Results: 3

1.
Figure 1.

Figure 1. From: The Nonskeletal Effects of Vitamin D: An Endocrine Society Scientific Statement.

A, Production of vitamin D from the skin via ultraviolet radiation (290–330 nm) in a nonenzymatic manner. B, The synthesis of vitamin D metabolites including the inactive form, 24,25-dihydroxyvitamin D, and the active form, 1,25-(OH)2D. This process is controlled at several levels, including the liver, kidney, and peripheral tissues, and is regulated by systemic hormones including PTH, 1,25-(OH)2D, and FGF23. Calcium and phosphorus are also major modulators of 1α-hydroxylase and 24,25-hydroxylase activity through their effects on PTH and FGF23. FGF 23, Fibroblast growth factor 23.

Clifford J. Rosen, et al. Endocr Rev. 2012 June;33(3):456-492.
2.
Figure 2.

Figure 2. From: The Nonskeletal Effects of Vitamin D: An Endocrine Society Scientific Statement.

Model of the VDR. The N-terminal region is short relative to other steroid hormone receptors. This region is followed by two zinc fingers, which constitute the principal DNA-binding domain. NLS are found within and just C-terminal to the DNA-binding domain. The LBD makes up the bulk of the C-terminal half of the molecule, with the AF-2 domain occupying the most C-terminal region. The AF-2 domain is largely responsible for binding to coactivators such as the SRC family and DRIP in the presence of ligand. Regions on the second zinc finger and within the LBD facilitate heterodimerization with RXR. Corepressor binding is less well characterized but appears to overlap that of coactivators in helices 3 and 5, a region blocked by helix 12 in the presence of ligand. NLS, Nuclear localization signals.

Clifford J. Rosen, et al. Endocr Rev. 2012 June;33(3):456-492.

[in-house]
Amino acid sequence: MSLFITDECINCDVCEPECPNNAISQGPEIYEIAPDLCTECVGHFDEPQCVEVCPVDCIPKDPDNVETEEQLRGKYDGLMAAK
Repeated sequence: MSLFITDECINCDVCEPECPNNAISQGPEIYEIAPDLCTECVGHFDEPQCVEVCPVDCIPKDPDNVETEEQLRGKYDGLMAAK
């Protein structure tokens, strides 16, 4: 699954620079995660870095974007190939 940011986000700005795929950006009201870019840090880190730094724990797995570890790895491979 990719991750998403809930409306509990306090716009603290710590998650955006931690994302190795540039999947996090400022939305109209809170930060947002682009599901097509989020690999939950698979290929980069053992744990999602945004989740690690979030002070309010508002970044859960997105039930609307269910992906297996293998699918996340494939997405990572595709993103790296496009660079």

3.
Figure 3.

Figure 3. From: The Nonskeletal Effects of Vitamin D: An Endocrine Society Scientific Statement.

Impact of vitamin D on the human innate (upper panel) and adaptive immune response (lower panel). When activated by mitogen or specific antigen, macrophages, dendritic cells, and lymphocytes express the VDR, thereby becoming targets for the active vitamin D metabolite, 1,25-(OH)2D. Macrophages and dendritic cells can also express the CYP27B1-hydroxylase that synthesizes 1,25-(OH)2D from substrate 25(OH)D, the major circulating metabolite of vitamin D and acknowledged best indicator of the amount of vitamin D entering the host via cutaneous synthesis or that ingested in the diet. Operating in an intracrine mode, 1,25-(OH)2D promotes microbial killing in the macrophage, whereas it inhibits maturation and the antigen-presenting capacity of the dendritic cell. If 1,25-(OH)2D escapes the confines of the macrophage or dendritic cell in sufficient amount, it can act on VDR-expressing lymphocytes recruited to the local inflammatory microenvironment. The major bioaction of 1,25-(OH)2D acting through the VDR in lymphocytes is to inhibit their proliferation and differentiation to maturity; this antiproliferative effect is more profound on the classes of helper than suppressor cells, leading to generalized suppression of the adaptive immune response. 1,25D, 1,25-dihydroxyvitamin D; 25D, 25-hydroxyvitamin D.

Clifford J. Rosen, et al. Endocr Rev. 2012 June;33(3):456-492.

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